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John Philip Sousa Quotes

America can well expect to develop a goodly amount of composers for she has a goodly number of people.

American teachers have one indisputable advantage over foreign ones; they understand the American temperament and can judge its unevenness, its lights and its shadows.

Any composer who is gloriously conscious that he is a composer must believe that he receives his inspiration from a source higher than himself.

Anybody can write music of a sort. But touching the public heart is quite another thing.

Composers are the only people who can hear good music above bad sounds.

From childhood I was passionately fond of music and wanted to be a musician. I have no recollection of any real desire ever to be anything else.

Governmental aid is a drawback rather than an assistance, as, although it may facilitate in the routine of artistic production, it is an impediment to the development of true artistic genius.

Grand opera is the most powerful of stage appeals and that almost entirely through the beauty of music.

I am happy now, to recall that I was no only his son but his companion, and whenever there was a hunting expedition or any other pleasure, I was always with him.

I can almost always write music; at any hour of the twenty-four, if I put pencil to paper, music comes.

I firmly believe that we have more latent musical talent in America than there is in any other country. But to dig it out there must be good music throughout the land, a lot of it. Everyone must hear it, and such a process takes time.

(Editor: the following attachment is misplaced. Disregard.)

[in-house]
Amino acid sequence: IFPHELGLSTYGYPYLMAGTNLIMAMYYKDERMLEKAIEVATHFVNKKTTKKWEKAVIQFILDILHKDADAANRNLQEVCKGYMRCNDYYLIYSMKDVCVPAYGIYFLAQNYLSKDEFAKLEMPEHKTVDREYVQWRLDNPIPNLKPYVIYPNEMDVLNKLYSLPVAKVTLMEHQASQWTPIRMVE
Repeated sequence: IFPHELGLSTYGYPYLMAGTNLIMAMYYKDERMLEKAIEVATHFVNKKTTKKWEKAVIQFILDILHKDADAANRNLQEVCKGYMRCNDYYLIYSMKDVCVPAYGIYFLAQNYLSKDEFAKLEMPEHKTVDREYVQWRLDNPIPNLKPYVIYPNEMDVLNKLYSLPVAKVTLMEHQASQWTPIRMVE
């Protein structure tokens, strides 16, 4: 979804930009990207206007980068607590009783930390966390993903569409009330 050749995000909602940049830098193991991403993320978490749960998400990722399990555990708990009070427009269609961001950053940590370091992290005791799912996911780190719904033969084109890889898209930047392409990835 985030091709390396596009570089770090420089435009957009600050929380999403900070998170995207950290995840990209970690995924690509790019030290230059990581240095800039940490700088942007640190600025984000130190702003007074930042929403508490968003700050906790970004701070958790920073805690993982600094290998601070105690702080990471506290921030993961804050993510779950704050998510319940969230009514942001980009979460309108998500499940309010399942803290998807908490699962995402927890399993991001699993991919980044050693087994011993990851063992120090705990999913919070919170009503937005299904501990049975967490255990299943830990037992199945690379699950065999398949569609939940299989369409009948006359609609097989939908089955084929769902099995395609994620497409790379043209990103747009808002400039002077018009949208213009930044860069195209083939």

I had found English audiences highly satisfactory. They are the best listeners in the world. Perhaps the music-lovers of some of our larger cities equal the English, but I do not believe they can be surpassed in that respect.

I have always believed that 98% of a student's progress is due to his own efforts, and 2% to his teacher.

I still feel the impulse to give young writers a hearing, and I believe I have played more unpublished compositions than any other band leader in the country.

I think that the quality of all bands is steadily improving and it is a pleasant thought to me that perhaps the efforts of Sousa's Band have quickened that interest and improved that quality.

Is it not the business of the conductor to convey to the public in its dramatic form the central idea of a composition; and how can he convey that idea successfully if he does not enter heart and soul into the life of the music and the tale it unfolds?

Jazz will endure just as long people hear it through their feet instead of their brains.

My religion lies in my composition.

My success is not due to any personal superiority over other people.

No nation as young as America can be expected to become immediately a power in the arts.